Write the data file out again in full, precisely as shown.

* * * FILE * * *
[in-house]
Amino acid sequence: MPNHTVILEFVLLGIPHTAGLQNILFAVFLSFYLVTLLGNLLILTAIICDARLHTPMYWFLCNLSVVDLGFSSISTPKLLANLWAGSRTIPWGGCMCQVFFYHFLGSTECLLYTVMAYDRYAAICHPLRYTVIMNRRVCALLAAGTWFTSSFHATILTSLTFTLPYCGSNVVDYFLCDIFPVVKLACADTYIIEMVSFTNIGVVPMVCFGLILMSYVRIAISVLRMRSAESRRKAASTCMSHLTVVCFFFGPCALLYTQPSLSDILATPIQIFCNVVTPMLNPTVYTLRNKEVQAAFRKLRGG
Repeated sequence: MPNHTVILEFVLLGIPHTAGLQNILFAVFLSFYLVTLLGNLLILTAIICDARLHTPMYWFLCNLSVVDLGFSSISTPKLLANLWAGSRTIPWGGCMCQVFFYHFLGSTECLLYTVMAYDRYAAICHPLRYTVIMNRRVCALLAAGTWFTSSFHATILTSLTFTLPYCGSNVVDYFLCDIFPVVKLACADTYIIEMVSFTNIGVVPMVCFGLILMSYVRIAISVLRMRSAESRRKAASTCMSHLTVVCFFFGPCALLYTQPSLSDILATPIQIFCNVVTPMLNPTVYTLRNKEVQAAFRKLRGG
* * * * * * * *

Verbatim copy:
[in-house]
Amino acid sequence: MPNHTVILEFVLLGIPHTAGLQNILFAVFLSFYLVTLLGNLLILTAIICDARLHTPMYWFLCNLSVVDLGFSSISTPKLLANLWAGSRTIPWGGCMCQVFFYHFLGSTECLLYTVMAYDRYAAICHPLRYTVIMNRRVCALLAAGTWFTSSFHATILTSLTFTLPYCGSNVVDYFLCDIFPVVKLACADTYIIEMVSFTNIGVVPMVCFGLILMSYVRIAISVLRMRSAESRRKAASTCMSHLTVVCFFFGPCALLYTQPSLSDILATPIQIFCNVVTPMLNPTVYTLRNKEVQAAFRKLRGG
Repeated sequence: MPNHTVILEFVLLGIPHTAGLQNILFAVFLSFYLVTLLGNLLILTAIICDARLHTPMYWFLCNLSVVDLGFSSISTPKLLANLWAGSRTIPWGGCMCQVFFYHFLGSTECLLYTVMAYDRYAAICHPLRYTVIMNRRVCALLAAGTWFTSSFHATILTSLTFTLPYCGSNVVDYFLCDIFPVVKLACADTYIIEMVSFTNIGVVPMVCFGLILMSYVRIAISVLRMRSAESRRKAASTCMSHLTVVCFFFGPCALLYTQPSLSDILATPIQIFCNVVTPMLNPTVYTLRNKEVQAAFRKLRGG